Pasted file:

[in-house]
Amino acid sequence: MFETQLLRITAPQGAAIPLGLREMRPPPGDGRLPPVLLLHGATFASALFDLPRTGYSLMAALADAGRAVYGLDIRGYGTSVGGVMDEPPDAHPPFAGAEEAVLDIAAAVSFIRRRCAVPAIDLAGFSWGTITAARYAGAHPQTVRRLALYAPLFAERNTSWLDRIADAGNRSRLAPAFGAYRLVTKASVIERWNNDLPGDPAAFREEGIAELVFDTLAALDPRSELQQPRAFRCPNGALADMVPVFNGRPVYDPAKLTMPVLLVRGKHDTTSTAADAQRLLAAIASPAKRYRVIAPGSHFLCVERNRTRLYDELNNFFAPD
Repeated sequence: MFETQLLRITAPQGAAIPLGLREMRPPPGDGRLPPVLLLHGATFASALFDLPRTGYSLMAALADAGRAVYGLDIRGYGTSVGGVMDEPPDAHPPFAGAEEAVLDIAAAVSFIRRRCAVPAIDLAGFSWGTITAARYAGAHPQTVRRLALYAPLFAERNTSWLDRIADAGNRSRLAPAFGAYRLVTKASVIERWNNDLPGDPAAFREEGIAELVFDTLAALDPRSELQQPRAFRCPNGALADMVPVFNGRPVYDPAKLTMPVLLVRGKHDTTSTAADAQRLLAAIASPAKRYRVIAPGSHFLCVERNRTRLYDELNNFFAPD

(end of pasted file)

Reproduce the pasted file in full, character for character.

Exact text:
[in-house]
Amino acid sequence: MFETQLLRITAPQGAAIPLGLREMRPPPGDGRLPPVLLLHGATFASALFDLPRTGYSLMAALADAGRAVYGLDIRGYGTSVGGVMDEPPDAHPPFAGAEEAVLDIAAAVSFIRRRCAVPAIDLAGFSWGTITAARYAGAHPQTVRRLALYAPLFAERNTSWLDRIADAGNRSRLAPAFGAYRLVTKASVIERWNNDLPGDPAAFREEGIAELVFDTLAALDPRSELQQPRAFRCPNGALADMVPVFNGRPVYDPAKLTMPVLLVRGKHDTTSTAADAQRLLAAIASPAKRYRVIAPGSHFLCVERNRTRLYDELNNFFAPD
Repeated sequence: MFETQLLRITAPQGAAIPLGLREMRPPPGDGRLPPVLLLHGATFASALFDLPRTGYSLMAALADAGRAVYGLDIRGYGTSVGGVMDEPPDAHPPFAGAEEAVLDIAAAVSFIRRRCAVPAIDLAGFSWGTITAARYAGAHPQTVRRLALYAPLFAERNTSWLDRIADAGNRSRLAPAFGAYRLVTKASVIERWNNDLPGDPAAFREEGIAELVFDTLAALDPRSELQQPRAFRCPNGALADMVPVFNGRPVYDPAKLTMPVLLVRGKHDTTSTAADAQRLLAAIASPAKRYRVIAPGSHFLCVERNRTRLYDELNNFFAPD